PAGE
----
Livelihoods and Basic Services in Lainya County, South Sudan

Published
2012
Author(s)
Helen Mountfort
Institution/organisation
DCR
NGO associated?
Summary
This brief is part of a series of research briefs of the DCR consortium. The purpose is to communicate lessons and corresponding recommendations for programme quality improvement. For information on the research methodology please refer to the full report, available upon request.

The study looked at how ZOA’s livelihoods interventions (of both on- farm and off-farm activities) improve access to basic services in Lainya County, South Sudan. Field research was conducted from October to December 2012 in four Payams: Wuji, Kupera, Kenyi and Mukaya.

The research findings indicate that overall, ZOA is playing a key role in addressing issues of livelihood recovery in Lainya County, South Sudan. The livelihood programme, which encompasses Farmer Field Schools, Village Saving and Loan Associations (VSLA) and Vocational Skills Trainings1, has supported the recovery process of beneficiaries in Lainya County.

However, due to the relatively new establishment of the livelihoods programme (2011) and without a solid baseline data set of programme beneficiaries directly involved in the livelihood interventions, it was difficult to draw firm conclusions on how ZOA’s livelihood programmes have contributed to the increase of access to basic services (and vice versa).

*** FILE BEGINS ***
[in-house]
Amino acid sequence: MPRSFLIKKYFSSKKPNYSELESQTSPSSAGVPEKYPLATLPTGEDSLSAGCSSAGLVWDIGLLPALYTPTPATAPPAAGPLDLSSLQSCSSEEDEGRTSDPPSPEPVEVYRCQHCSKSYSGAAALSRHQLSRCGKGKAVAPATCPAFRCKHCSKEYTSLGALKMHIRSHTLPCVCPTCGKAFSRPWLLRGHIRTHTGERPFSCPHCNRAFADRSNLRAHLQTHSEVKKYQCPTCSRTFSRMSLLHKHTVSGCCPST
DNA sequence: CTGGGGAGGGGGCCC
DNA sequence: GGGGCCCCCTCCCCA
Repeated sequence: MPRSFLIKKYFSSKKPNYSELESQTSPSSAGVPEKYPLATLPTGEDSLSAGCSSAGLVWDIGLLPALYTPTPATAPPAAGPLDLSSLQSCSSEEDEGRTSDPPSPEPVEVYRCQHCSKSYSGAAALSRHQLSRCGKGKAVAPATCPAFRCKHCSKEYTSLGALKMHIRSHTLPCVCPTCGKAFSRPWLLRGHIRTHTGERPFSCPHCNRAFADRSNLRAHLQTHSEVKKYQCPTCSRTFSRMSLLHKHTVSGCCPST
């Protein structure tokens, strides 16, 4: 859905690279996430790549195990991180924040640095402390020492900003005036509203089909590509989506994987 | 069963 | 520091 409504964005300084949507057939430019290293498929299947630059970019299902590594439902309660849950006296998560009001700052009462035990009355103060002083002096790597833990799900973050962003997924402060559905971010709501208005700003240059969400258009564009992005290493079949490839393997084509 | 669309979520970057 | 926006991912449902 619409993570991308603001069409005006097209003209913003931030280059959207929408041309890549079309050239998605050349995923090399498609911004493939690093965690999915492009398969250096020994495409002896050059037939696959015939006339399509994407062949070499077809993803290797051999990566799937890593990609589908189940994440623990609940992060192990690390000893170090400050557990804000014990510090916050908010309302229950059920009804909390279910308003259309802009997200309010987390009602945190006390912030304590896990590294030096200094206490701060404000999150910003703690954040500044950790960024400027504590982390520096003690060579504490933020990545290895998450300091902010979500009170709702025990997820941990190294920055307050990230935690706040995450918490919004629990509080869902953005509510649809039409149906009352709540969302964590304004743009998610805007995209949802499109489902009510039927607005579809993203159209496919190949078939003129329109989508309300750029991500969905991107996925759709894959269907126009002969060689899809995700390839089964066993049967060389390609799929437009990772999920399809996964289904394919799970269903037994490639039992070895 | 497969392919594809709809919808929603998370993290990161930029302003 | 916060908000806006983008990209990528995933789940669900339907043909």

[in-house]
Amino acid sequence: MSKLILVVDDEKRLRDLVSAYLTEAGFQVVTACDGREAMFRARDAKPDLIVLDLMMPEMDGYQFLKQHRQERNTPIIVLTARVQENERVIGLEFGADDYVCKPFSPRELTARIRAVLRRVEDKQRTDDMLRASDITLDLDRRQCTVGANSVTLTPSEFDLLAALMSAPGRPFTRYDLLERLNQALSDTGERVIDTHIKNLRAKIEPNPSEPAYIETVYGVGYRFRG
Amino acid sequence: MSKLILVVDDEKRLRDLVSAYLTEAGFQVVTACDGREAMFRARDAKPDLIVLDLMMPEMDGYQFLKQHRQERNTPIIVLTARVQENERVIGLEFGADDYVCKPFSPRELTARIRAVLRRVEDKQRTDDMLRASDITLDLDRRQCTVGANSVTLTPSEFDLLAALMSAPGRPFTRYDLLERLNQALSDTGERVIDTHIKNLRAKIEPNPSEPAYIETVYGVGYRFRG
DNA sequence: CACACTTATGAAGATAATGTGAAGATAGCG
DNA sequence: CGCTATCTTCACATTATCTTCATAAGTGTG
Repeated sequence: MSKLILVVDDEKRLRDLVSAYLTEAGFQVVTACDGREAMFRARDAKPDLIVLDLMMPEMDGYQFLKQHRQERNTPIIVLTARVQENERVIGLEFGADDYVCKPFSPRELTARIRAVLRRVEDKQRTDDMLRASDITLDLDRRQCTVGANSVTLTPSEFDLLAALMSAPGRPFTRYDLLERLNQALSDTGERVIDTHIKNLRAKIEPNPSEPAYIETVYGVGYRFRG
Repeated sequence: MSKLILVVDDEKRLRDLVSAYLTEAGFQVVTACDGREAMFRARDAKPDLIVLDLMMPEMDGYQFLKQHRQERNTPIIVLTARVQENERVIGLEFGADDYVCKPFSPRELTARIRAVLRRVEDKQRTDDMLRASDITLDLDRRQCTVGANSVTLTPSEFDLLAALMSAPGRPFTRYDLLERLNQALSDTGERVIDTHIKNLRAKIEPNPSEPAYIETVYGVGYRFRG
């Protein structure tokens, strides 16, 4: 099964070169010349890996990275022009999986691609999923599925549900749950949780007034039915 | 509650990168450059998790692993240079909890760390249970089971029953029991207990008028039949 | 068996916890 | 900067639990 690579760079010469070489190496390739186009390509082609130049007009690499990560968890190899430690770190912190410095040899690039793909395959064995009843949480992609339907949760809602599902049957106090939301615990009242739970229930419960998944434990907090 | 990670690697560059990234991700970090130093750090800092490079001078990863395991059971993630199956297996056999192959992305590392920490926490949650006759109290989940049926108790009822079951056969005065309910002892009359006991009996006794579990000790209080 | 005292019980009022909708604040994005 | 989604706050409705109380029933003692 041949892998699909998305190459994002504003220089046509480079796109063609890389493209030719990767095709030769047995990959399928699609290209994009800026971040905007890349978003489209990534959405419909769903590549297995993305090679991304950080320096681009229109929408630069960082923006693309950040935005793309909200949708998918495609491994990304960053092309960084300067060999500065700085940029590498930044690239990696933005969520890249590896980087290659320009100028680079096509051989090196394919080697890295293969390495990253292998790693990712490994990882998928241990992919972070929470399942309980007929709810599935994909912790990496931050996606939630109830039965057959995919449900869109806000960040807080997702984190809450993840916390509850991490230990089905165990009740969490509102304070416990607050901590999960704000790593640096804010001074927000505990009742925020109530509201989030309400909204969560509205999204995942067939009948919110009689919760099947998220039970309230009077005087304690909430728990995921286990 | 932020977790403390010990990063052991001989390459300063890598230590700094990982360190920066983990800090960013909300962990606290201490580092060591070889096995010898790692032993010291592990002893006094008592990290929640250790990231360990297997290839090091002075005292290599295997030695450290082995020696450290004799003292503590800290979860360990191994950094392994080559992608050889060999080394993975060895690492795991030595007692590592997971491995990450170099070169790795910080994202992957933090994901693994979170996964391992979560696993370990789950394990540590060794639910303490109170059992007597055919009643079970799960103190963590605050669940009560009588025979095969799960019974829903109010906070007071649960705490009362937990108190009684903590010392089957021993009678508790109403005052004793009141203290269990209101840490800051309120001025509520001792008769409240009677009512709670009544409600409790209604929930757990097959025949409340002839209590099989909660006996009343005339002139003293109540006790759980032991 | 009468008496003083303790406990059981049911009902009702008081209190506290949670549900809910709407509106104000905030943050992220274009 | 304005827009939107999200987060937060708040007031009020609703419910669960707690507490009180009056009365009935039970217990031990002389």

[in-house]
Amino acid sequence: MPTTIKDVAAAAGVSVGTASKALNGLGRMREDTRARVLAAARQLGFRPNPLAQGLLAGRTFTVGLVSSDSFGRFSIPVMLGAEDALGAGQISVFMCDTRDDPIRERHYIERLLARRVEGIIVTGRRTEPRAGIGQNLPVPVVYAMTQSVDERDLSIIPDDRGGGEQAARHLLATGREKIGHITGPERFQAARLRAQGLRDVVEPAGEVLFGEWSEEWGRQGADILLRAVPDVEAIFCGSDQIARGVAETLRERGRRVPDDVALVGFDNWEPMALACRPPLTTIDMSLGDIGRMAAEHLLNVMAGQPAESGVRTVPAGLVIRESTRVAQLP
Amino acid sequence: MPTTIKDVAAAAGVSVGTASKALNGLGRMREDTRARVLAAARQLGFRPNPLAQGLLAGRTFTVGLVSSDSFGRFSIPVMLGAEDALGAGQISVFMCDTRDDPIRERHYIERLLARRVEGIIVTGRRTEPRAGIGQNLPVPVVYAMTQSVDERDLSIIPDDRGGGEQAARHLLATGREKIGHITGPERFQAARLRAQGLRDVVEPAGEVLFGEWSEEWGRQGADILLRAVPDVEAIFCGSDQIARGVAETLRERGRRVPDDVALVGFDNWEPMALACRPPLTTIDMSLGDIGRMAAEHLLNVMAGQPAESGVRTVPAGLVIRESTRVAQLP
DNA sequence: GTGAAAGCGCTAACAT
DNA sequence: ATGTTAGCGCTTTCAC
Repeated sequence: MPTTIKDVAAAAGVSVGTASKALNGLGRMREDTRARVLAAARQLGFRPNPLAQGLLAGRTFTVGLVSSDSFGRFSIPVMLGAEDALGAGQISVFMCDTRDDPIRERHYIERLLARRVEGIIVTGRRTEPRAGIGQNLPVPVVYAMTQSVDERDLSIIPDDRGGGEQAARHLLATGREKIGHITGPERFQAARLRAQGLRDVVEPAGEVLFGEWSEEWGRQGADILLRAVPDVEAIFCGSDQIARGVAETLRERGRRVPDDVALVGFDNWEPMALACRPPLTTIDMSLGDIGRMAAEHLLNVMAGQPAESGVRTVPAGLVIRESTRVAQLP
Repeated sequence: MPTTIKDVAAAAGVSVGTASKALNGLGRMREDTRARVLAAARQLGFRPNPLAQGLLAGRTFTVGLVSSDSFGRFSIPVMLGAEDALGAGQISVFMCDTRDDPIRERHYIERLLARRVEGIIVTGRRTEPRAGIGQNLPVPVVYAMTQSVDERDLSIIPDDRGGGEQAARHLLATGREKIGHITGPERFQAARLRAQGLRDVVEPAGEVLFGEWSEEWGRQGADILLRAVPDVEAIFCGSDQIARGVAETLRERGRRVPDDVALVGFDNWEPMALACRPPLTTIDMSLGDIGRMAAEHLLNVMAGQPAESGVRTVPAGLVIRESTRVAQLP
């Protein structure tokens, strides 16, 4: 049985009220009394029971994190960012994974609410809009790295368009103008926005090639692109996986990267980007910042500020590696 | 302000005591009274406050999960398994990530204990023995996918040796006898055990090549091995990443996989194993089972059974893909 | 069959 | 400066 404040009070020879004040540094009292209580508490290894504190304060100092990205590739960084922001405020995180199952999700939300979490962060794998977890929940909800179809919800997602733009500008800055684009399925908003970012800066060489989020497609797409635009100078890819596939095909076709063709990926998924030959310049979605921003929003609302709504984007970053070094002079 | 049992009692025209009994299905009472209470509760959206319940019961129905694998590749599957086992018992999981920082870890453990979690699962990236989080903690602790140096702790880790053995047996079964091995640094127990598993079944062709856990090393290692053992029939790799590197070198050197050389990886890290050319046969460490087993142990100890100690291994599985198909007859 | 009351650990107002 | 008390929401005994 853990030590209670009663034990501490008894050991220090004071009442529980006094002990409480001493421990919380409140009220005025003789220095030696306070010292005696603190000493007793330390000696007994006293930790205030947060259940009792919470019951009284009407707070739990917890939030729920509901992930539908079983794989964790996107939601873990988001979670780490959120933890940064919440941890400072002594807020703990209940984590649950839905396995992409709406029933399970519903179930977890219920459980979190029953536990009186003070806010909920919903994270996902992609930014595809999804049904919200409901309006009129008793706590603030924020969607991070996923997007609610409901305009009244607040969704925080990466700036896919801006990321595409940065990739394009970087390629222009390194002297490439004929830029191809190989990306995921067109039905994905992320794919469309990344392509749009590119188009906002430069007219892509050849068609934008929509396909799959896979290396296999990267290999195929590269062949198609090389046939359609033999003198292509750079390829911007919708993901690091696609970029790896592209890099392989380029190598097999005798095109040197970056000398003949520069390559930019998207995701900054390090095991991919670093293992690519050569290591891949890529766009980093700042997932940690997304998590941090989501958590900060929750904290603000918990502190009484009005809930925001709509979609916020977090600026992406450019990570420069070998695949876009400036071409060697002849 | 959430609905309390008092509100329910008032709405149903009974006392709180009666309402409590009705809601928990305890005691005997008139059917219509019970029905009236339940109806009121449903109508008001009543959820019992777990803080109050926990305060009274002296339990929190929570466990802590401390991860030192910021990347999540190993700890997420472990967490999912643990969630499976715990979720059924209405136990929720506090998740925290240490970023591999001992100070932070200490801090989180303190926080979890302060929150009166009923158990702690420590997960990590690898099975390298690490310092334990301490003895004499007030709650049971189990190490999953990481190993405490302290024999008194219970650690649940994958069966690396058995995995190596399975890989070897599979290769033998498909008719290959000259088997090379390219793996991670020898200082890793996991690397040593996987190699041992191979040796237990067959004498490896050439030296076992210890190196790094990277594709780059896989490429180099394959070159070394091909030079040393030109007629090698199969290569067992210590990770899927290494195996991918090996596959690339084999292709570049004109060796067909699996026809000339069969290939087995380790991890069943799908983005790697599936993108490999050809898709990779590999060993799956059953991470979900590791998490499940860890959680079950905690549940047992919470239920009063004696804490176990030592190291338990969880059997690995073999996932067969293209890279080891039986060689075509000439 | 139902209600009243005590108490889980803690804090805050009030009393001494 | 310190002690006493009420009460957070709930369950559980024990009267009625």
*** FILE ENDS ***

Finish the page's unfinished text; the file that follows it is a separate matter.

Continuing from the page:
In semi-structured group interviews with livelihood groups, 6 out of 18 groups reported a general increase in income at the household level. Respondents noted that they could now put their children in school and the farmers noted that they have experienced an increase in crop yields. As illustrated in the data from the VSLA questionnaire, 56 respondents out of 61 interviewed had noticed an increase in income. They clearly stated that income generated from the group savings and from the income generating activities allowed them to put their children in school. Respondents also noted that their ability to pay for medical bills had increased as their productivity of their farms increased. The majority of respondents (87%, n=61) felt that the health of the members of the household had improved since joining the VSLA group.
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